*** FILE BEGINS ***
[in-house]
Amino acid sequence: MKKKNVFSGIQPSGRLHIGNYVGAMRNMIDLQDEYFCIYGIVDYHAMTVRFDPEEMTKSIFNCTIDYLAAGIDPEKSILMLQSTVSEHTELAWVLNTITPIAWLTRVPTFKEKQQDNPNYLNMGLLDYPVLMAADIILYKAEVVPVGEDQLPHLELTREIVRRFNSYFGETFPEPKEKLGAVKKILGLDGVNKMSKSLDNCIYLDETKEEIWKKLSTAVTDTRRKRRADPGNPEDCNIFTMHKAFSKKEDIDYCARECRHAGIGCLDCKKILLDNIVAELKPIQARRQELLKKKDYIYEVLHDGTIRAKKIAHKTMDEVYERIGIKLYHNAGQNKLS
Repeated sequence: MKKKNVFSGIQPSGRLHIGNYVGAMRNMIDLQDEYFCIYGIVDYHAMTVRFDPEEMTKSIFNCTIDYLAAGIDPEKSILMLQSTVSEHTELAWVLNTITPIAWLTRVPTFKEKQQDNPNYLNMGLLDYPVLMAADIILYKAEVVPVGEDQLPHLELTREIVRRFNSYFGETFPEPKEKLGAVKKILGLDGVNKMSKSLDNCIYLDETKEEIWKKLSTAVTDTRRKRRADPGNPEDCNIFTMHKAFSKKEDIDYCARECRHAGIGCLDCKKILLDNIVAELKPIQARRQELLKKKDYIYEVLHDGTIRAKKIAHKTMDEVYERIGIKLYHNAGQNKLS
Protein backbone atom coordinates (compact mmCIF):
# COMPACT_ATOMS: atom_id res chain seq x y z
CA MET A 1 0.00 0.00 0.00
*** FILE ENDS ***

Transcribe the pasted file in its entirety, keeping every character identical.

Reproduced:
[in-house]
Amino acid sequence: MKKKNVFSGIQPSGRLHIGNYVGAMRNMIDLQDEYFCIYGIVDYHAMTVRFDPEEMTKSIFNCTIDYLAAGIDPEKSILMLQSTVSEHTELAWVLNTITPIAWLTRVPTFKEKQQDNPNYLNMGLLDYPVLMAADIILYKAEVVPVGEDQLPHLELTREIVRRFNSYFGETFPEPKEKLGAVKKILGLDGVNKMSKSLDNCIYLDETKEEIWKKLSTAVTDTRRKRRADPGNPEDCNIFTMHKAFSKKEDIDYCARECRHAGIGCLDCKKILLDNIVAELKPIQARRQELLKKKDYIYEVLHDGTIRAKKIAHKTMDEVYERIGIKLYHNAGQNKLS
Repeated sequence: MKKKNVFSGIQPSGRLHIGNYVGAMRNMIDLQDEYFCIYGIVDYHAMTVRFDPEEMTKSIFNCTIDYLAAGIDPEKSILMLQSTVSEHTELAWVLNTITPIAWLTRVPTFKEKQQDNPNYLNMGLLDYPVLMAADIILYKAEVVPVGEDQLPHLELTREIVRRFNSYFGETFPEPKEKLGAVKKILGLDGVNKMSKSLDNCIYLDETKEEIWKKLSTAVTDTRRKRRADPGNPEDCNIFTMHKAFSKKEDIDYCARECRHAGIGCLDCKKILLDNIVAELKPIQARRQELLKKKDYIYEVLHDGTIRAKKIAHKTMDEVYERIGIKLYHNAGQNKLS
Protein backbone atom coordinates (compact mmCIF):
# COMPACT_ATOMS: atom_id res chain seq x y z
CA MET A 1 0.00 0.00 0.00